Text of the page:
This piece was co-written by Robert Hoban and Hirsh Jain
In November 2020, the United Nations made substantial revisions to the classification of cannabis under the UN Convention on Narcotic Drugs. This significant move signaled the beginning of the end for cannabis prohibition. Or did it?
In October 2022, President Biden directed the Department of Health and Human Services (HHS) to reconsider whether the classification of cannabis as a Schedule I drug under the Controlled Substances Act was appropriate in light of current medical science.
Despite President Biden’s deserved reputation as being hostile to drug policy reform, this move was somewhat unsurprising. As part of his 2020 presidential campaign, President Biden promised he would take formal steps to ease restrictions on marijuana if elected to the Presidency. Moreover, the repeated failure of Congressional efforts to reform federal cannabis policy may have prompted the White House to advance this policy.
Less than a year later, in August 2023, the HHS issued a recommendation to the Drug Enforcement Administration that marijuana be reclassified from a Schedule I to a Schedule III drug. After all, grouping cannabis with substances like heroin (Schedule I) or OxyContin (Schedule II) doesn’t align with the prevailing scientific consensus on its relative harm and medical utility.
If the recommendation is approved, marijuana would no longer be listed as a dangerous substance like heroin or LSD and it would reduce or potentially eliminate criminal penalties for possession. The decision rests with the DEA, which has rarely, if ever, rejected a rescheduling recommendation from HHS. The DEA will consider marijuana reclassification under three criteria:
- Its potential for abuse;
- Its potential for medical use; and,
- The extent to which it’s unsafe or addictive.
Once the it comes to its decision, the DEA will submit its own recommendation as a proposal to the attorney general, who will then make a final ruling. In short, there are several steps ahead. All we can do is stay tuned in that regard.
Of course, it is important to note that “marihuana” has been a restricted “narcotic” in the U.S. since 1914 under the Harrison Act, and was even more directly restricted under the Marijuana Tax Act of 1937. Then, after the United States became a signatory to the UN Convention on Narcotic Drugs, it chose to do so by ultimately adopting the Controlled Substances Act in 1970, which placed all substances that were in some manner regulated under existing federal law into one of five schedules, including but not limited to “marihuana.”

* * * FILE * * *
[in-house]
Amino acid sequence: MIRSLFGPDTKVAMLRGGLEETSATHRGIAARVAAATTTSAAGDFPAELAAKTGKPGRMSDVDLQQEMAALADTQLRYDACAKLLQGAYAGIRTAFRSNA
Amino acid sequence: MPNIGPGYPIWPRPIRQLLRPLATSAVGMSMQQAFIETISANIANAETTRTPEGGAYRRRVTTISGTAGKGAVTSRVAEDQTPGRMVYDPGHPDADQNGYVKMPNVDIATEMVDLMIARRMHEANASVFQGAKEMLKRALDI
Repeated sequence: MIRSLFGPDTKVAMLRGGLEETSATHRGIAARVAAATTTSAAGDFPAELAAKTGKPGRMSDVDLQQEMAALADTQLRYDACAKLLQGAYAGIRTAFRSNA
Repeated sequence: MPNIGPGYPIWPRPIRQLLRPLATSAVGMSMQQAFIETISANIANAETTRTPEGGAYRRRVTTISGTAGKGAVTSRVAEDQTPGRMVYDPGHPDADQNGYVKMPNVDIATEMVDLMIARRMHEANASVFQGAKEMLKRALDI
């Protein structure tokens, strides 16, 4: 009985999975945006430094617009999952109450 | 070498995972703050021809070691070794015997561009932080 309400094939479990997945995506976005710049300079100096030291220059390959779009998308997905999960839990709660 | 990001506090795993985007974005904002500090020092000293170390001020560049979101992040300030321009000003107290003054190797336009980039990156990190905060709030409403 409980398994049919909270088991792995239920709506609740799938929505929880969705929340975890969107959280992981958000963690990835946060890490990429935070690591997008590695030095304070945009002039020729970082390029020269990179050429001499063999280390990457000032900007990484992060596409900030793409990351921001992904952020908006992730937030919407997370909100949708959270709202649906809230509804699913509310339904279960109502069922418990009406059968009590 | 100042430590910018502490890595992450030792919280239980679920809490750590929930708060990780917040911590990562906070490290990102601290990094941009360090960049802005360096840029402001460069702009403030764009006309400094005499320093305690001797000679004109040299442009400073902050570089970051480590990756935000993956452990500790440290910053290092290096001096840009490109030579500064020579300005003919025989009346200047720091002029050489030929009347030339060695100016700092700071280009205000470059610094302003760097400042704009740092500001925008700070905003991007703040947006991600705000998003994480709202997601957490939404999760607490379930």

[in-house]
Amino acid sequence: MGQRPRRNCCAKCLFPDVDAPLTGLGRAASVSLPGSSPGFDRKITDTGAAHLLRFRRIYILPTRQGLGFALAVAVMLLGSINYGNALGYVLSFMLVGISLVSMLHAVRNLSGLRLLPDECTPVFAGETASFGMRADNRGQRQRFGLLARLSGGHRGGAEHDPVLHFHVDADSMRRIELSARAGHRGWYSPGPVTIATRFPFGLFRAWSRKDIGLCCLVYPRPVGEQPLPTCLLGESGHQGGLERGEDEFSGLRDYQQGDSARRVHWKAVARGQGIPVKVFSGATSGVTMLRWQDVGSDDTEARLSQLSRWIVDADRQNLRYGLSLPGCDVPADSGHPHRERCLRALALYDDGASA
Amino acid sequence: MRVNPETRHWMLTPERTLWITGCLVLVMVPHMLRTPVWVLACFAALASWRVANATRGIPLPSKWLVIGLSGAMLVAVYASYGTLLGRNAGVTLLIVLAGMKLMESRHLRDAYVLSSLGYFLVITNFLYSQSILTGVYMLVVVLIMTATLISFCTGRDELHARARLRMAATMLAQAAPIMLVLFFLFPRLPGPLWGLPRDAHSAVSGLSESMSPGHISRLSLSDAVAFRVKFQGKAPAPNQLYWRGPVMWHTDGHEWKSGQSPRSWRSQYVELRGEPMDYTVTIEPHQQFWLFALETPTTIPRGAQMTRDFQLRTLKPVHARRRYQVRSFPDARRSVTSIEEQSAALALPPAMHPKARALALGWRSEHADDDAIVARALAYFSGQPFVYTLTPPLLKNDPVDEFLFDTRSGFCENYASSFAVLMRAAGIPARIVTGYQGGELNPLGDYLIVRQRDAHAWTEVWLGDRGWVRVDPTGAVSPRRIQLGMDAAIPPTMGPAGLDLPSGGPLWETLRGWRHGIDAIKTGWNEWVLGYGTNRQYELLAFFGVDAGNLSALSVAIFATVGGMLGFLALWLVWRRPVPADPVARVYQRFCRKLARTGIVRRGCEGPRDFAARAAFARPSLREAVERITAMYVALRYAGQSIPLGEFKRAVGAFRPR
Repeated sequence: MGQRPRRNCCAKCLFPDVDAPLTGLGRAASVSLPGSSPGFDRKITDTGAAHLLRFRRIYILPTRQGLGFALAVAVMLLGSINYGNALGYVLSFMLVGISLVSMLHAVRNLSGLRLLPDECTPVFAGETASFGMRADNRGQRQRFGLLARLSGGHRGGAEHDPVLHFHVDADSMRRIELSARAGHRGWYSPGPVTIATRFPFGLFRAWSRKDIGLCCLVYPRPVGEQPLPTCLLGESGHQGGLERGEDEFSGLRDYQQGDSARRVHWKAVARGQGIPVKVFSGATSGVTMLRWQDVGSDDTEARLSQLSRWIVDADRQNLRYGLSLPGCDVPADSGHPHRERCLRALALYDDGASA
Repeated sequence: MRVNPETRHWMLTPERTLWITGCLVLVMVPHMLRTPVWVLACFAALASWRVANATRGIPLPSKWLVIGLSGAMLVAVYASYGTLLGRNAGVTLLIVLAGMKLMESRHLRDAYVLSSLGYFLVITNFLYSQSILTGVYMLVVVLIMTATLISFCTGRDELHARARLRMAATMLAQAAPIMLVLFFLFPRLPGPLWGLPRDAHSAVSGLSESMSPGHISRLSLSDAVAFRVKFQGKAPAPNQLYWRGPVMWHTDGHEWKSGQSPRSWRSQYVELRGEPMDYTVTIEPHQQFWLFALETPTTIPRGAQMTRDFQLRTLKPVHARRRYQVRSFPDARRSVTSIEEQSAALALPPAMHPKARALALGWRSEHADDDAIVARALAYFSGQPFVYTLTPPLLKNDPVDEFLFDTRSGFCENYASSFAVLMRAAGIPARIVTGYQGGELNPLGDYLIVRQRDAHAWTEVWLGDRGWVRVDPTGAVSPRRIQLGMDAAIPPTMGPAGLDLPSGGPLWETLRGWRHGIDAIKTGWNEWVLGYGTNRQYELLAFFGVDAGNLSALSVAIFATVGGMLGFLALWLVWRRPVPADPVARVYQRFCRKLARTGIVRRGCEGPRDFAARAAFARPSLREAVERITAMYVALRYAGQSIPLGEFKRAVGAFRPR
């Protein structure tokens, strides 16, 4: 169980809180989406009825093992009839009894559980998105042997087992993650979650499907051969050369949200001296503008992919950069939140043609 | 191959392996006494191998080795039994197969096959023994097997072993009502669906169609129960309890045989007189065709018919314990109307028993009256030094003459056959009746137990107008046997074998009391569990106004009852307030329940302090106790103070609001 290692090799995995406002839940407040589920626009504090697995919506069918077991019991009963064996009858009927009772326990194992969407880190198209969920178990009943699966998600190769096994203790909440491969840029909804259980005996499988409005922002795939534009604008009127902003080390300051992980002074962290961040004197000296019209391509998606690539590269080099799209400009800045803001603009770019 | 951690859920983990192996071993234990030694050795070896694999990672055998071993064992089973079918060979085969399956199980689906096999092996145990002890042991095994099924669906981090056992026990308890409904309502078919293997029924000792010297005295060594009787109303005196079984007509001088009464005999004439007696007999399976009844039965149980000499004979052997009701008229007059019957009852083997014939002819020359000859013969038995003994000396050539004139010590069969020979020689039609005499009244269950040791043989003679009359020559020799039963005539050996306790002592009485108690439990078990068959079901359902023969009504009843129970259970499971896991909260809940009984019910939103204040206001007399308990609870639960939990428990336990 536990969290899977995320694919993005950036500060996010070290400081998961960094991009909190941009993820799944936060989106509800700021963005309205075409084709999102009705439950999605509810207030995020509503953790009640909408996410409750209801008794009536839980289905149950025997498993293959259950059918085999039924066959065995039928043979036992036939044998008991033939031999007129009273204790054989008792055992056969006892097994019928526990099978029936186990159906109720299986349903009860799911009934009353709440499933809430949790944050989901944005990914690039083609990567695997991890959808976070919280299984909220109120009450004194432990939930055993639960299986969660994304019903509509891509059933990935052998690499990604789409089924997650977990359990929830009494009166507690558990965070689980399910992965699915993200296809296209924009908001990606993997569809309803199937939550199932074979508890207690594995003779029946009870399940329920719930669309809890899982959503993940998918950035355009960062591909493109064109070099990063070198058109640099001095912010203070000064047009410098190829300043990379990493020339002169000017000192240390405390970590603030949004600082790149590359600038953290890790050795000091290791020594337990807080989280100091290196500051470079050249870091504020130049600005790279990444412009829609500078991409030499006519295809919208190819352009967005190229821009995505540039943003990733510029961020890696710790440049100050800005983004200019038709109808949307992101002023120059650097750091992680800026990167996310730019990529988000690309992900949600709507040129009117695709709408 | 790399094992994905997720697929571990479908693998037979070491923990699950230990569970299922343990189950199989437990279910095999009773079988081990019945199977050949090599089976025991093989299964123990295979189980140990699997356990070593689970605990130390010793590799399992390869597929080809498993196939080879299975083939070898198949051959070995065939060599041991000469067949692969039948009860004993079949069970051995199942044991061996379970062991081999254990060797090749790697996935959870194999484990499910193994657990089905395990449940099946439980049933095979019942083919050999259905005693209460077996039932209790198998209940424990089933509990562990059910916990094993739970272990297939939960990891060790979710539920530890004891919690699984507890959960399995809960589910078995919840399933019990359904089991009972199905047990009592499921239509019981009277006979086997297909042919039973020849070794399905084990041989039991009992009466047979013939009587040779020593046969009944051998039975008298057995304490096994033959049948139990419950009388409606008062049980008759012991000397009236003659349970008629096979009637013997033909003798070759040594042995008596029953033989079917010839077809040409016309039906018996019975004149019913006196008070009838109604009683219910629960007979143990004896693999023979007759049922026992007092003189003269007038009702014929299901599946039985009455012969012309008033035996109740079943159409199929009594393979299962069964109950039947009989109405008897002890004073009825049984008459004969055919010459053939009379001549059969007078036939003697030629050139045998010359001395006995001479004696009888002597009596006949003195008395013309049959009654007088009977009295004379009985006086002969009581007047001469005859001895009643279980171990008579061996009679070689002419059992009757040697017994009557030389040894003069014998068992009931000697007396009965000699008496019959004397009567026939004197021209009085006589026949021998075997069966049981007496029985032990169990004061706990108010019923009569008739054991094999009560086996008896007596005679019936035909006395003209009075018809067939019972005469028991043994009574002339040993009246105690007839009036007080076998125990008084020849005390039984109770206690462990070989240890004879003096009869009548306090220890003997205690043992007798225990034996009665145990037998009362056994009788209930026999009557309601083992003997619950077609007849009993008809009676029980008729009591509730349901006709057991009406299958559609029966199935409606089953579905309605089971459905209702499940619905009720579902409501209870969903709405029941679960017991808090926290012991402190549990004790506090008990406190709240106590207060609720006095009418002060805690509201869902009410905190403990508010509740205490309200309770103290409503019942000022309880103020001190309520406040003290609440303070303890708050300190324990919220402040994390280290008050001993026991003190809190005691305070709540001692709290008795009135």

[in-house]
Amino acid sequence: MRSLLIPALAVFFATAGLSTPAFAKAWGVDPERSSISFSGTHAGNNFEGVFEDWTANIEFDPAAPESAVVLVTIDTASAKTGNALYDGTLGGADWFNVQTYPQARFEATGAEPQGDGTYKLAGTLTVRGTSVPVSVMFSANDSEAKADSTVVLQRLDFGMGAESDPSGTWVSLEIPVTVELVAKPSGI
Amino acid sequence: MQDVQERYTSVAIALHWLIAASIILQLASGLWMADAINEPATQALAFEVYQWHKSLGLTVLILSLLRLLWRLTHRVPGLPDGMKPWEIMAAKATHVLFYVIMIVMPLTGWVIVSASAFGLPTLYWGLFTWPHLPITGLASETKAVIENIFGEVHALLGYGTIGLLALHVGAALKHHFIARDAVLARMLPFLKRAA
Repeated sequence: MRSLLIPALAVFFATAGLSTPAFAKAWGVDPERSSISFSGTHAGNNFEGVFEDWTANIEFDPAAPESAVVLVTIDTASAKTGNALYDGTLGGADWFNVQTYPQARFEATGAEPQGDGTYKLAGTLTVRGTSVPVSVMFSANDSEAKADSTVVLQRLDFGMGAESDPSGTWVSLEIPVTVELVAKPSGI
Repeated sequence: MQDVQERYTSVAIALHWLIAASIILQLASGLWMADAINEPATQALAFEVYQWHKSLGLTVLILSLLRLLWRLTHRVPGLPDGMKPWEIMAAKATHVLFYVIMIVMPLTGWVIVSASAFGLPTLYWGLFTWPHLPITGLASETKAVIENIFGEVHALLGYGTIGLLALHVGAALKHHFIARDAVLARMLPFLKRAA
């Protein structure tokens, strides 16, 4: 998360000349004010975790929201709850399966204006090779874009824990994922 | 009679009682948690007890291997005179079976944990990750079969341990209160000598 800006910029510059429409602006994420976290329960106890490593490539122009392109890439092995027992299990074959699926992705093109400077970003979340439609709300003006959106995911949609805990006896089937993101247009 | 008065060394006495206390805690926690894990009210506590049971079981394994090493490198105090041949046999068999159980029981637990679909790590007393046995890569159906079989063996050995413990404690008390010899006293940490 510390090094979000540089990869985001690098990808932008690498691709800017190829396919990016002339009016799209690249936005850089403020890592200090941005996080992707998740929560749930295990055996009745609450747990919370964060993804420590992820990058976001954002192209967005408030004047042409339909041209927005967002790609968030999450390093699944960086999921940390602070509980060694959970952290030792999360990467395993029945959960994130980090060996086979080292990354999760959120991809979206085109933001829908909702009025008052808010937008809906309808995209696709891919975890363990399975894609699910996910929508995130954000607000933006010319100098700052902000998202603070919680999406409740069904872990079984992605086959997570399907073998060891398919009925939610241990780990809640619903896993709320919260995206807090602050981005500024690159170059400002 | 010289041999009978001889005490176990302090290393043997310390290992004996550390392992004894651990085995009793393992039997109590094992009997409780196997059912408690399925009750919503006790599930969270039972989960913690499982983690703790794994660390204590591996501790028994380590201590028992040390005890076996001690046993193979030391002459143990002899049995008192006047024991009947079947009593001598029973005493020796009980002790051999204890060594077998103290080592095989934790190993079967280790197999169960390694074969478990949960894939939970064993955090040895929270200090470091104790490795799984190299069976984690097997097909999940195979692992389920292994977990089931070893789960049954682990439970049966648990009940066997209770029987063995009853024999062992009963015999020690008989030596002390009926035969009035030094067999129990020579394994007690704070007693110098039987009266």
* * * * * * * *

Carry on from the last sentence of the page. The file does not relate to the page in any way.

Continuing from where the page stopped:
The recent HHS recommendation concerning marijuana rescheduling has wrangled cannabis industry activists, who have persistently calling for the descheduling of marijuana. There is some validity to this preference as there are vast differences in the risk profile of cannabis and other Schedule III drugs, such as Tylenol. Moreover, a Schedule III designation for cannabis seems difficult to defend in light of the fact that alcohol and tobacco, which kill hundreds of thousands of Americans, are not scheduled at all.
Nonetheless, it’s safe to say that the U.S. does not want to run further afoul of the United Nations. Descheduling the plant would clearly put the U.S. in direct conflict with its obligations under the 1961 U.N. Convention (as amended), which requires some form of “medical treatment” of cannabis to fulfill its obligations thereunder. This would be vastly different than merely being passive in the face of state-based legality for our federal government.
It is important to note that progress on cannabis reform has always been incremental, owing to the deep stigma against the cannabis plant that has long been embedded in the American consciousness. The progress made on cannabis reform over the past several decades suggests that incremental progress is the most realistic and effective way to eradicate this stigma.
In fact, the limited nature of vocal opposition from the GOP to the HHS recommendation reflects well on the political calculus made by the Biden administration to incrementally ease restrictions on cannabis. Moreover, a descheduling order by President Biden would be more susceptible to legal challenge than a rescheduling. This suggests that descheduling cannabis entirely was never realistic at this moment in history.
You will hear that both alcohol and tobacco are not deemed controlled substances under the CSA; in effect, these substances have been descheduled. The reason that alcohol and tobacco—both substances with abuse potential—are not considered controlled substances is that Congress specifically exempted “distilled spirits, wine, malt beverages, or tobacco” from the CSA. In other words, while it may make policy sense to treat cannabis in the same manner as alcohol and tobacco, doing so would require congressional legislation.
Congress has not been particularly enamored with the cannabis industry lobby, nor its operators to date. Political will matters here. Unless, and until, the cannabis industry includes widespread participation by Fortune 500 companies and traditional, longstanding CPG companies, it is not likely that the marijuana sector will truly be recognized for its viability and sophistication. From a cynical perspective, it is only when wealthy long standing interests operate in the cannabis industry on a widespread basis, that Congress will be compelled to take substantial steps on the industry’s behalf.
As a practical matter, HHS was never in a position to recommend descheduling under its governing assessment standards, which include:
(1) Its actual or relative potential for abuse.
(2) Scientific evidence of its pharmacological effect, if known.
(3) The state of current scientific knowledge regarding the drug or other substance.
(4) Its history and current pattern of abuse.
(5) The scope, duration, and significance of abuse.
(6) What, if any, risk there is to public health?
(7) Its psychic or physiological dependence liability.
(8) Whether the substance is an immediate precursor of a substance already controlled under this subchapter.